Harvest Moon Shines On Saturday
"Shine On, Harvest Moon" is the name of a popular early-1900s song credited to the married vaudeville team Nora Bayes and Jack Norworth. The song was created during the era of Tin Pan Alley songs and was performed in the Ziegfeld Follies. It became a pop standard, and continues to be performed and recorded into the 21st century. But, the Harvest Moon is an actual phase of the full moon when it appears at its brightest.
The moon officially turns full when it reaches that spot in the sky exactly opposite the sun, and this moment will occur Saturday (Sept. 29) at 11:19 p.m. EDT (0319 GMT Sunday). The full moon at this time got its name from farmers working late into the evening to gather their crop.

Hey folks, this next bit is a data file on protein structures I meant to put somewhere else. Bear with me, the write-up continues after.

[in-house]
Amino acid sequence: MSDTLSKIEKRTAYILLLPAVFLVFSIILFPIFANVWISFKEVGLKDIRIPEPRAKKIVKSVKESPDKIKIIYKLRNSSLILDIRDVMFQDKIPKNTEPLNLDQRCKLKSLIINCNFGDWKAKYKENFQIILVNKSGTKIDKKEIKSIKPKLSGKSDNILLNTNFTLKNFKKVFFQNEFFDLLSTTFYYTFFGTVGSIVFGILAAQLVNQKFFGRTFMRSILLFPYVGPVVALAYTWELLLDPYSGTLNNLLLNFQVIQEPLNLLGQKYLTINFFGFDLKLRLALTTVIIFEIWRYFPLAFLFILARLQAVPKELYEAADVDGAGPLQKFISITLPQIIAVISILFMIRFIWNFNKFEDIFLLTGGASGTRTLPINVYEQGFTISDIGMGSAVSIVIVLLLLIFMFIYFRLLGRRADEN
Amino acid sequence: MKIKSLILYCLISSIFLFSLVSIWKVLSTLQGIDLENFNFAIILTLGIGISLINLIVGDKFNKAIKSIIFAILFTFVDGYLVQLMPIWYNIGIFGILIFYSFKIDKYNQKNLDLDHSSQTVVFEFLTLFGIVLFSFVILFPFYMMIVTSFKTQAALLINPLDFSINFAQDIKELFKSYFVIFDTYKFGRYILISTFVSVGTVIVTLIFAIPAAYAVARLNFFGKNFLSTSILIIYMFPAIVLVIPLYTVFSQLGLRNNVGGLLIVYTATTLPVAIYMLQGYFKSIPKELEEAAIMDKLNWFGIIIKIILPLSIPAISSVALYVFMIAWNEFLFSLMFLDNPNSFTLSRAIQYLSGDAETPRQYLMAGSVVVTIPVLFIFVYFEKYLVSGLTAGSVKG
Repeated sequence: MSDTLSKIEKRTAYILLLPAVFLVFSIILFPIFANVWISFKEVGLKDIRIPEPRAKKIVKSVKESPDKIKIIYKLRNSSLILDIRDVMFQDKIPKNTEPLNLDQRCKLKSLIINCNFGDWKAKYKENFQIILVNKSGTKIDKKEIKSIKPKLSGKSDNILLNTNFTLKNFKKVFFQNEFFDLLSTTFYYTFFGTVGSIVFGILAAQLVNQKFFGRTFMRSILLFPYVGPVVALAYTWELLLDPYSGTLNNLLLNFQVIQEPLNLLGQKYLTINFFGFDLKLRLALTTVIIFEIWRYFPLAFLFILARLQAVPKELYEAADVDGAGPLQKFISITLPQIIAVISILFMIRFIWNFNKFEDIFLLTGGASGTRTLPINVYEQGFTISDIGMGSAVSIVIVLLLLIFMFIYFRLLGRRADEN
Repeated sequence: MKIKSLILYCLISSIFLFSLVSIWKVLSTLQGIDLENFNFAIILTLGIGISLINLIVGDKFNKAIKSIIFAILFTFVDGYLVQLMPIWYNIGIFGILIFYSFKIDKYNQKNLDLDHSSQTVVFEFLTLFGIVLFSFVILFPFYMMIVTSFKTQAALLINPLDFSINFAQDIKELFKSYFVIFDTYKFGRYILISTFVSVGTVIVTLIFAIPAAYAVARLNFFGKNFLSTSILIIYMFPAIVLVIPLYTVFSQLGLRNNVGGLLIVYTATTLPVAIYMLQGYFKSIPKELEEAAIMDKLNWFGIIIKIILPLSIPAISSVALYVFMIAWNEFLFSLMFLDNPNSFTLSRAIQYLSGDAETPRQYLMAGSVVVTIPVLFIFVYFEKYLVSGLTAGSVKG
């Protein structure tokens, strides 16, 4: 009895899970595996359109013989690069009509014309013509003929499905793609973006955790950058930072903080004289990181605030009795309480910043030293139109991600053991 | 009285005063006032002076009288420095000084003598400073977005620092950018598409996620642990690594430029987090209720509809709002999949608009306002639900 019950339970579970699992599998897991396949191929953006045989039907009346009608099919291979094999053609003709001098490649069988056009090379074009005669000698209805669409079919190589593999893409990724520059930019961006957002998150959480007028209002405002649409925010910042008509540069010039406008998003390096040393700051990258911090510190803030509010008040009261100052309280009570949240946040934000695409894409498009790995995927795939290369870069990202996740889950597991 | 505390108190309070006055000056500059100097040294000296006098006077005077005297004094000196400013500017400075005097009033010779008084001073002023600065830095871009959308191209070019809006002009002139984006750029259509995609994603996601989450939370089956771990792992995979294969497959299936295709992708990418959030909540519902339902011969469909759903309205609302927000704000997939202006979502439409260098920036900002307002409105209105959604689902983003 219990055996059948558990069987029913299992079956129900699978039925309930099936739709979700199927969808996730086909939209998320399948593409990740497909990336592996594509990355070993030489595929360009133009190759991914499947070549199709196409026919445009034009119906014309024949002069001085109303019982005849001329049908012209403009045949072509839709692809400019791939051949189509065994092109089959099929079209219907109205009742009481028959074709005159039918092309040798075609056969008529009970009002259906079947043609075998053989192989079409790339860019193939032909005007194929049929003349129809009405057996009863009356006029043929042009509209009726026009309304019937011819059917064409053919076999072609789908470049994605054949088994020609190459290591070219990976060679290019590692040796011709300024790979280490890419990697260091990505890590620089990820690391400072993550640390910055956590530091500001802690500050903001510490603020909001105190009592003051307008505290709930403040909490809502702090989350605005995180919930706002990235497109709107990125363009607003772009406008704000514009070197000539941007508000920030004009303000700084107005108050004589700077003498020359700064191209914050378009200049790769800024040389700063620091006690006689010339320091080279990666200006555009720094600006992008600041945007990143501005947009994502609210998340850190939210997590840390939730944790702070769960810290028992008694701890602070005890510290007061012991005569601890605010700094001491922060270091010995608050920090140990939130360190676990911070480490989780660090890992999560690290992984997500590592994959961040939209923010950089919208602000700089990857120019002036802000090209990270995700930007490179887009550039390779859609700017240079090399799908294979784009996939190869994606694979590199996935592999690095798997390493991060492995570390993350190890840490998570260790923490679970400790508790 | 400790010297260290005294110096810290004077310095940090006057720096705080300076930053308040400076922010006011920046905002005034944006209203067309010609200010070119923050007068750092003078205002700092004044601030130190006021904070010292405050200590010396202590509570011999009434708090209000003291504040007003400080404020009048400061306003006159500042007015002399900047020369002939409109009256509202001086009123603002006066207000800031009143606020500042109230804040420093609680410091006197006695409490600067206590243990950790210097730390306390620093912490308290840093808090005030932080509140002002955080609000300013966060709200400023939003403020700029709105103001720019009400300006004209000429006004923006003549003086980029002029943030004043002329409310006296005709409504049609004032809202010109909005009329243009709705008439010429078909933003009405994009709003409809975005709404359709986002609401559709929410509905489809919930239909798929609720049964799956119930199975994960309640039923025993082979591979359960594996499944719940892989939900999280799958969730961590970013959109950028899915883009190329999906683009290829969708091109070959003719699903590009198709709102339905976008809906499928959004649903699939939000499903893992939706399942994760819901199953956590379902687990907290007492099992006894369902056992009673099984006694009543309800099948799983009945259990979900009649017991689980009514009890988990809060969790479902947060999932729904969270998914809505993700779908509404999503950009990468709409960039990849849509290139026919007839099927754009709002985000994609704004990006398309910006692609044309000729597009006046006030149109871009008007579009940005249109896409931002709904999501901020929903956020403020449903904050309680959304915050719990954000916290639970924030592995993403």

The Harvest Moon allows farmers at the peak of the current harvest season to stay in the fields longer than usual, working by moonlight. It rises around sunset, but also - and more importantly - the moon seems to appear at nearly the same time each successive night.
For example, in New York City, moonrise on Sep. 29 occurs at 6:11 p.m local time. On Sep. 30, moonrise is at 6:41 p.m. and on Oct. 1, it comes at 7:12 p.m. These 30-minute gaps are far shorter than the usual 50-minute difference in moonrise times from night to night.
The reason for this circumstance is that the moon appears to move along path the sun appears to take through the sky as a result of the Earth's revolution around it, this movement is called the ecliptic, and at this time of year when rising, the ecliptic makes its smallest angle with respect to the horizon for those living in the Northern Hemisphere.
So if you live in an area of the country where you can see the night time sky clearly, get ready for a special full moon event, and if you are a Lycan, you can expect your transformations around the same time each night of this full moon.